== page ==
officers?  Indignant (or with a good show of indignation), 
Portillo responded with some heat that his entire campaign 
was funded by banker Francisco Alvarado Maldonado.  Portillo 
pointed out that Alvarado is currently being prosecuted for 
the failure of his two banks, i.e., Portillo has not come to 
his aid despite the past political support.  The Ambassador 
let the subject drop without giving any indication that we 
accept that reply at face value. 
10. (C) Portillo assured the Ambassador that CONTIERRA, the 
government agency that seeks to resolve land tenure 
conflicts, would be funded and kept in operation (note: there 
has been doubt on this). 
Leadership of Guatemalan tax authority 
11. (C) The Ambassador told Portillo that the quality of 
performance at the Guatemalan tax authority (SAT) is 
deteriorating badly since Marco Tulio Abadio took over as 
Director in late 2002.  All the donor countries and the IFI's 
are losing confidence in the SAT and are backing away from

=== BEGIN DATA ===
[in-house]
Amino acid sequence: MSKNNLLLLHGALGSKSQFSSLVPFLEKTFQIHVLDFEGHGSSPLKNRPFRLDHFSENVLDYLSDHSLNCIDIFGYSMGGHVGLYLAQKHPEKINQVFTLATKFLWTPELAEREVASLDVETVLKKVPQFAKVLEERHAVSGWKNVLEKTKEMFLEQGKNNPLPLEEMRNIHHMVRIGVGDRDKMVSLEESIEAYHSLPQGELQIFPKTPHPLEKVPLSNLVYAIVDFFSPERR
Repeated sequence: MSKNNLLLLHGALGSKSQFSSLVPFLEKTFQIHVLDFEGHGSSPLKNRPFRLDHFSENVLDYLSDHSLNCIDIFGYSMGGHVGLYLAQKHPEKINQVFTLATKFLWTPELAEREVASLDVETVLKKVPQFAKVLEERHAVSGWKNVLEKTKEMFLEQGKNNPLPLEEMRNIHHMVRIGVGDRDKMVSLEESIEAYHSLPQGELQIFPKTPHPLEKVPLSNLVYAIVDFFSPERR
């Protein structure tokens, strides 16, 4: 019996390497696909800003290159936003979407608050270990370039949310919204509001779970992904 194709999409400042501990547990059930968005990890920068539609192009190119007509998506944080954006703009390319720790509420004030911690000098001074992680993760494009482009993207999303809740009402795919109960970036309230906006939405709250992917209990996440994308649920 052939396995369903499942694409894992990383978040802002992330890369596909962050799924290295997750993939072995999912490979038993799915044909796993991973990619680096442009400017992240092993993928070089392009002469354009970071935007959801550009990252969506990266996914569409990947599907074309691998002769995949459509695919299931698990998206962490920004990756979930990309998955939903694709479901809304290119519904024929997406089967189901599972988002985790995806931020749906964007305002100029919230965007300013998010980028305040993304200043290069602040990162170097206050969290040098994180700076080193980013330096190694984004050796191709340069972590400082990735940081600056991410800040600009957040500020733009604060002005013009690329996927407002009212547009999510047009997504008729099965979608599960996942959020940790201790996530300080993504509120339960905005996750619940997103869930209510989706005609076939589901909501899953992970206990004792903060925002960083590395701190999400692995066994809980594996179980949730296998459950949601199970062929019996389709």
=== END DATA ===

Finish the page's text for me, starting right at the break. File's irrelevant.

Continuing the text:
their programs of support.  Portillo, showing no surprise, 
said he would take (unspecified) action.  (Comment: Portillo 
picked the mercurial Abadio to serve as an attack dog against 
Portillo's private sector opponents.  He has not been 
effective in his or other roles.) 
April 10 meeting with the President 
12. (C) Portillo understands that CAFTA is the only issue for 
discussion in the meeting between the President and the 
Central American presidents, though he equally understands 
that Cuba, Iraq and narcotics cooperation will come up in any 
side meetings with senior U.S. officials. 
13. (C) Even on the subject of Eurobonds and Ortega Menaldo, 
this was a civil exchange and it is clear that earning 
re-certification and avoiding other blows to Guatemala's 
image is high on Portillo's agenda in his final months. 

Latest source of this page is cablebrowser-2, released 2011-10-04